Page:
Slaughter provides even less comfort, and as Graham Johnson says this harks back to the uncompromising nature of Britten’s The Holy Sonnets of John Donne, written as they were in the spectre of war – at the same time William Soutar was writing these poems. The octaves of the piano duel with the tenor in a joust that continues for an unnerving minute and a half.

The dissonance of the title song is also grating, and this is Britten speaking out against the atrocities of hunting once more. The piano’s line is a fanfare of open conflict, as the tenor sings of ‘Brightness of blood upon the coats and on the women’s lips’. Meanwhile The Children is one of those Britten songs that makes its listener fall utterly silent, lost in contemplation and, in this case, dark thought. At the line ‘Silence is in the air: the stars move to their places’ the piano twinkles in the right hand, offering some hope amid the desolation.

And so to The Auld Aik, Soutar’s Scots tale of the felling of an old oak. As with previous Britten cycles the final song is once again its crowning glory, though this moves with a great weight of age and possibly illness, lifting one foot and then the other with ponderous dignity until the final chord of which John Bridcut speaks.

The discarded songs – all written in Scots – are worth noting. Dawtie’s Devotion has a calm serenity that is almost Schubertian, The Gully and Tradition have more biting humour. On hearing them outside of the cycle it is difficult to determine where they might have been included – hence, no doubt, their omission.

I found Where are these children? to be an intensely moving song cycle, but a confrontational one also, as if Britten is deliberately addressing those subject areas and passions that still rage within him – man’s cruelty to man, man’s cruelty to animals and the innocent role of the child who gets caught up in everything. Because of this, Who are these children? leaves a very deep impression indeed.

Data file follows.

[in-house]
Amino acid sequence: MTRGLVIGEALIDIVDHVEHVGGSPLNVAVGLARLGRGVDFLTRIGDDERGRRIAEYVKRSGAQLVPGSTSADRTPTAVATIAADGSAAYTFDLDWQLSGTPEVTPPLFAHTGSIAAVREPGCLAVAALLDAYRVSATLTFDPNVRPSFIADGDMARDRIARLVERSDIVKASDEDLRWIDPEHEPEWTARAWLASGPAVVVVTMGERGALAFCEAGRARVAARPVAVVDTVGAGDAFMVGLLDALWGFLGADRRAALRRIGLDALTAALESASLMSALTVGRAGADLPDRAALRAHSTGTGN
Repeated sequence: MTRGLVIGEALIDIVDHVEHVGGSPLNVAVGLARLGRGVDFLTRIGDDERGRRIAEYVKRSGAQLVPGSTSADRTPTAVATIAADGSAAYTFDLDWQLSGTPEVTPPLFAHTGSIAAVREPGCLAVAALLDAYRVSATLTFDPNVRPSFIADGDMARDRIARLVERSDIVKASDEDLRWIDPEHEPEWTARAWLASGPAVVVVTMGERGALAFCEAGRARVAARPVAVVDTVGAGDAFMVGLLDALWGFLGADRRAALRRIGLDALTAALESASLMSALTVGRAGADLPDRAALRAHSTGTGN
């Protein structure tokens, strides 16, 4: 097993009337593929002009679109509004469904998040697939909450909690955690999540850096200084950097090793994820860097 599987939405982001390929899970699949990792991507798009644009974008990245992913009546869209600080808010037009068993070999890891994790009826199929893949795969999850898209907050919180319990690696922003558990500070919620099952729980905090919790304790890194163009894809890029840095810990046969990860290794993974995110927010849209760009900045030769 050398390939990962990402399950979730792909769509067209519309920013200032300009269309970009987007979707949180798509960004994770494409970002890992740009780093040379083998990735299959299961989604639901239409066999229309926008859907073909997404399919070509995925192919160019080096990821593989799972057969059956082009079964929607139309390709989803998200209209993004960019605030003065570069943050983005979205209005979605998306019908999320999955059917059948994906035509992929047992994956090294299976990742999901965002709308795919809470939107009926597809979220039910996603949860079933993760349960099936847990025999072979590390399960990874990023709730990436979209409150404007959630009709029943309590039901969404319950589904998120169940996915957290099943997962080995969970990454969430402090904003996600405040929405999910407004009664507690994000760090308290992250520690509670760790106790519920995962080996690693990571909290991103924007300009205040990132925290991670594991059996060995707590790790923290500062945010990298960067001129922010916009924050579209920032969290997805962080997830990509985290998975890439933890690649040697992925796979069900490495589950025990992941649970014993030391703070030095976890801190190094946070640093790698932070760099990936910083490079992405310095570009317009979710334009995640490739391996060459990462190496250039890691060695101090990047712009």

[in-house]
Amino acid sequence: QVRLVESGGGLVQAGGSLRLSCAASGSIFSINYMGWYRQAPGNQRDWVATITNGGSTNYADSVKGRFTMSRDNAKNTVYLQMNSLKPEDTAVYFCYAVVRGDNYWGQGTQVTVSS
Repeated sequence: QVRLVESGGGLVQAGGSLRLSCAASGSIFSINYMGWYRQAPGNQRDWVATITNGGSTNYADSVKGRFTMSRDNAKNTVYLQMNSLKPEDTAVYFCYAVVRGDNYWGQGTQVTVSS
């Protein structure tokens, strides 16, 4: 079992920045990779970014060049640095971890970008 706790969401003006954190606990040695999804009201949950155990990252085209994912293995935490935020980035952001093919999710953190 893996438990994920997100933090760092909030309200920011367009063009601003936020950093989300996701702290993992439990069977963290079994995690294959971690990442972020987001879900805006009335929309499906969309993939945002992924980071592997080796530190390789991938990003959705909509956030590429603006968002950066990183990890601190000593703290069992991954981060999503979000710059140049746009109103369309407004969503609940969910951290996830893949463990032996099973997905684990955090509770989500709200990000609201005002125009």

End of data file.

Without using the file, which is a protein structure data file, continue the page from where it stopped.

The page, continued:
Recordings used

Peter Pears (tenor), Benjamin Britten (piano) (Decca)
Peter Pears (tenor), Benjamin Britten (piano) (BBC Legends)
Mark Padmore (tenor), Roger Vignoles (piano) (Hyperion)
Mark Wilde (tenor), David Owen Norris (piano) (Naxos)
Toby Spence (tenor), Malcolm Martineau (piano) (Onyx)
Ian Bostridge (tenor), Antonio Pappano (piano) (English songs only) (EMI)

My personal preference is for the more modern recordings that bring across the coldness of this cycle. Of course that is not to say the Pears and Britten recording is deficient, but that I found the tenor’s timbre and vibrato a little too rich for the starkness of Britten’s settings – moreso in the Decca version than the BBC live recording, made at Snape Maltings in September 1971. They do of course create an intense emotional interpretation, as it almost goes without saying, and Britten’s piano playing retains its characteristically sharp insights.

Mark Wilde is an almost mandatory listen if you want to get better acquainted with the songs, for his natural Scottish accent brings the words squarely off the page. In tandem with some excellent piano playing from David Owen Norris, this is an interpretation that gets right to the heart of Soutar’s poetry and Britten’s response.

Mark Padmore and Roger Vignoles are also excellent throughout, creating a kind of emotional privacy that makes Britten’s English settings speak even more poignantly. Nicky Spence and Malcolm Martineau show some of the withdrawn qualities of the song settings too, as if they are retreating into private thought – Nightmare is particularly strong in this respect. Spence also enjoys the brief indignation of Black Day. Both versions operate at almost exactly the same tempo.

Spotify

This playlist offers several versions of the cycle, beginning with the Decca recording made by Pears and Britten, then Toby Spence and Malcolm Martineau, Mark Wilde and David Owen Norris and finally a further version from Daniel Norman and Christopher Gould, released on BIS. All except Britten and Pears include the three discarded songs. Also added at the bottom are Ian Bostridge and Antonio Pappano in their recording of the four English settings.

Also written in 1969: Ligeti – Ramifications

Next up: Owen Wingrave, Op.85